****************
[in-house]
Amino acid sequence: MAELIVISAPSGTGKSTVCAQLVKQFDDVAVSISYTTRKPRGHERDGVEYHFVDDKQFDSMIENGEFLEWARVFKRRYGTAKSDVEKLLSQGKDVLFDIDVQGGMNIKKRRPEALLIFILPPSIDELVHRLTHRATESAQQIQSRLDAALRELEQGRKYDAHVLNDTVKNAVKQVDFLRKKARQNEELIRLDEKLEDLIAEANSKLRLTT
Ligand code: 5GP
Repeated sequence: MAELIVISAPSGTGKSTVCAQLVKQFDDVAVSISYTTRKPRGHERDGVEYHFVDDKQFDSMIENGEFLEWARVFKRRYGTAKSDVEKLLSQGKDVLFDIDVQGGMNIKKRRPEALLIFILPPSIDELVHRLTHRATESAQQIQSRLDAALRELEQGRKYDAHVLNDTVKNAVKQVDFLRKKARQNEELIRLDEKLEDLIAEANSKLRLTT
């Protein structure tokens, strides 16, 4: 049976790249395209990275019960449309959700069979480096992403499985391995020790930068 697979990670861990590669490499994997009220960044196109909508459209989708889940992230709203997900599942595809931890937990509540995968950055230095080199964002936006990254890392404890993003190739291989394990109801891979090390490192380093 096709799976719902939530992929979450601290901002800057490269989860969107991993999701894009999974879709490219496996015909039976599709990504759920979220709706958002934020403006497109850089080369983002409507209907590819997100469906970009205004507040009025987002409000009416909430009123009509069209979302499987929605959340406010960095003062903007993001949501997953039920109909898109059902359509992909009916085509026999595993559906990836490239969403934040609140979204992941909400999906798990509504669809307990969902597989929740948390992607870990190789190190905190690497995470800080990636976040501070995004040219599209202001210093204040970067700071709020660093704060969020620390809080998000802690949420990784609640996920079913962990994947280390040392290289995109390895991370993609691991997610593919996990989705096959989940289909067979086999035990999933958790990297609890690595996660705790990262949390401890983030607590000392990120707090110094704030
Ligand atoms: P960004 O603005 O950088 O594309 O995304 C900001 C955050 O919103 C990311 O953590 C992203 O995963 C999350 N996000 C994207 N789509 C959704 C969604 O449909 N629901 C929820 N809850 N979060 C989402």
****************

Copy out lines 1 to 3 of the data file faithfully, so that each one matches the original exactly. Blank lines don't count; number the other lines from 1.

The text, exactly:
[in-house]
Amino acid sequence: MAELIVISAPSGTGKSTVCAQLVKQFDDVAVSISYTTRKPRGHERDGVEYHFVDDKQFDSMIENGEFLEWARVFKRRYGTAKSDVEKLLSQGKDVLFDIDVQGGMNIKKRRPEALLIFILPPSIDELVHRLTHRATESAQQIQSRLDAALRELEQGRKYDAHVLNDTVKNAVKQVDFLRKKARQNEELIRLDEKLEDLIAEANSKLRLTT
Ligand code: 5GP